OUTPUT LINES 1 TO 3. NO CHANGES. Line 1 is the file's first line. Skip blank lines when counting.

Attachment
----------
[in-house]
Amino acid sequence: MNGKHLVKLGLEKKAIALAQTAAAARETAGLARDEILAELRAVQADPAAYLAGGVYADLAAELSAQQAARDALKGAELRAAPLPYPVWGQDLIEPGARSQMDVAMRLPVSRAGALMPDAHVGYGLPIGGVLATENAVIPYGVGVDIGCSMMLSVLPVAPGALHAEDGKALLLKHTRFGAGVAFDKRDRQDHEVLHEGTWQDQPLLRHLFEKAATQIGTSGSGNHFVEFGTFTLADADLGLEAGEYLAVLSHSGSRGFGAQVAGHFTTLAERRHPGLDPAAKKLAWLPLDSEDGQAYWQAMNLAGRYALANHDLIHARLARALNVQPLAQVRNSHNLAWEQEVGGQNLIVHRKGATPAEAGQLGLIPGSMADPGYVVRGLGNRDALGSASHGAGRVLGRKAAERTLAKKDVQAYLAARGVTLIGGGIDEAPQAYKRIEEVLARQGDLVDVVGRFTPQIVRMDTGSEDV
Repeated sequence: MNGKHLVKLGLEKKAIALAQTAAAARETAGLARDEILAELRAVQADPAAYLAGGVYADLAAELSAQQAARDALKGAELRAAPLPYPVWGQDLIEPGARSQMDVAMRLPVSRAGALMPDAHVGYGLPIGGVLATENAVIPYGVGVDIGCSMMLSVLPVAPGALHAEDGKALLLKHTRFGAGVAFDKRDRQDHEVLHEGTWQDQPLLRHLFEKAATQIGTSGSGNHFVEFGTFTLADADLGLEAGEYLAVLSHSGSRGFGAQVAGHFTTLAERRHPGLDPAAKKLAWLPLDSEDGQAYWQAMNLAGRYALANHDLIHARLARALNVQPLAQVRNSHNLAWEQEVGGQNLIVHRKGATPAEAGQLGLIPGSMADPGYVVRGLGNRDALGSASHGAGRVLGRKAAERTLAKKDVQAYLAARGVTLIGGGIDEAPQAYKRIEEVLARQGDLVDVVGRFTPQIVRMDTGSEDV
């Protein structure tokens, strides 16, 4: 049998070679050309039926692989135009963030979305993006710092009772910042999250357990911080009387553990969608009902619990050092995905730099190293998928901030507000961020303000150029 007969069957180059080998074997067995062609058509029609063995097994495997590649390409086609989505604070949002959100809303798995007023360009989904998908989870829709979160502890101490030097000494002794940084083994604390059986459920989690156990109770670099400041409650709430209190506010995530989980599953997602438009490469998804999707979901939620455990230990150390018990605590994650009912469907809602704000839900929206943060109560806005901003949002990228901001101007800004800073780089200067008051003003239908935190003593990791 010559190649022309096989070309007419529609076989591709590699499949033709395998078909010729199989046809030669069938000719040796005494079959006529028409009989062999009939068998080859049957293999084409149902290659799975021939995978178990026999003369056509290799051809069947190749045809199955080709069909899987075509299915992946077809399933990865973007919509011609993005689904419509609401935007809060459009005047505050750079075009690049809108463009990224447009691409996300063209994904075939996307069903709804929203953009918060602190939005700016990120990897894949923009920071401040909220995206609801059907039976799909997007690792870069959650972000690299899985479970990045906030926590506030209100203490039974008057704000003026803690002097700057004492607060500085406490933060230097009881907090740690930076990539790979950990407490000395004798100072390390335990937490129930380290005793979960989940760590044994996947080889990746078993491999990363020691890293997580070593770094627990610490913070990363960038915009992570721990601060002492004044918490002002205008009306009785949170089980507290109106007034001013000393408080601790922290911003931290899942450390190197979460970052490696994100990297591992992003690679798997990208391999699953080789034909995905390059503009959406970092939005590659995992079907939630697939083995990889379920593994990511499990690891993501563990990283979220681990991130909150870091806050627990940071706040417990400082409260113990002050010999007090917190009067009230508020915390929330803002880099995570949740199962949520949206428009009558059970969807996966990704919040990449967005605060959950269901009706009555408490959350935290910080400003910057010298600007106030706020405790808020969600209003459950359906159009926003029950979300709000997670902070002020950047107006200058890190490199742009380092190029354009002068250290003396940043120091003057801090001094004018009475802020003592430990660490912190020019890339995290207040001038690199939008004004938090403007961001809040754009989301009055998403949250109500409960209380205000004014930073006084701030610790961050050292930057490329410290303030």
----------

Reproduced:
[in-house]
Amino acid sequence: MNGKHLVKLGLEKKAIALAQTAAAARETAGLARDEILAELRAVQADPAAYLAGGVYADLAAELSAQQAARDALKGAELRAAPLPYPVWGQDLIEPGARSQMDVAMRLPVSRAGALMPDAHVGYGLPIGGVLATENAVIPYGVGVDIGCSMMLSVLPVAPGALHAEDGKALLLKHTRFGAGVAFDKRDRQDHEVLHEGTWQDQPLLRHLFEKAATQIGTSGSGNHFVEFGTFTLADADLGLEAGEYLAVLSHSGSRGFGAQVAGHFTTLAERRHPGLDPAAKKLAWLPLDSEDGQAYWQAMNLAGRYALANHDLIHARLARALNVQPLAQVRNSHNLAWEQEVGGQNLIVHRKGATPAEAGQLGLIPGSMADPGYVVRGLGNRDALGSASHGAGRVLGRKAAERTLAKKDVQAYLAARGVTLIGGGIDEAPQAYKRIEEVLARQGDLVDVVGRFTPQIVRMDTGSEDV
Repeated sequence: MNGKHLVKLGLEKKAIALAQTAAAARETAGLARDEILAELRAVQADPAAYLAGGVYADLAAELSAQQAARDALKGAELRAAPLPYPVWGQDLIEPGARSQMDVAMRLPVSRAGALMPDAHVGYGLPIGGVLATENAVIPYGVGVDIGCSMMLSVLPVAPGALHAEDGKALLLKHTRFGAGVAFDKRDRQDHEVLHEGTWQDQPLLRHLFEKAATQIGTSGSGNHFVEFGTFTLADADLGLEAGEYLAVLSHSGSRGFGAQVAGHFTTLAERRHPGLDPAAKKLAWLPLDSEDGQAYWQAMNLAGRYALANHDLIHARLARALNVQPLAQVRNSHNLAWEQEVGGQNLIVHRKGATPAEAGQLGLIPGSMADPGYVVRGLGNRDALGSASHGAGRVLGRKAAERTLAKKDVQAYLAARGVTLIGGGIDEAPQAYKRIEEVLARQGDLVDVVGRFTPQIVRMDTGSEDV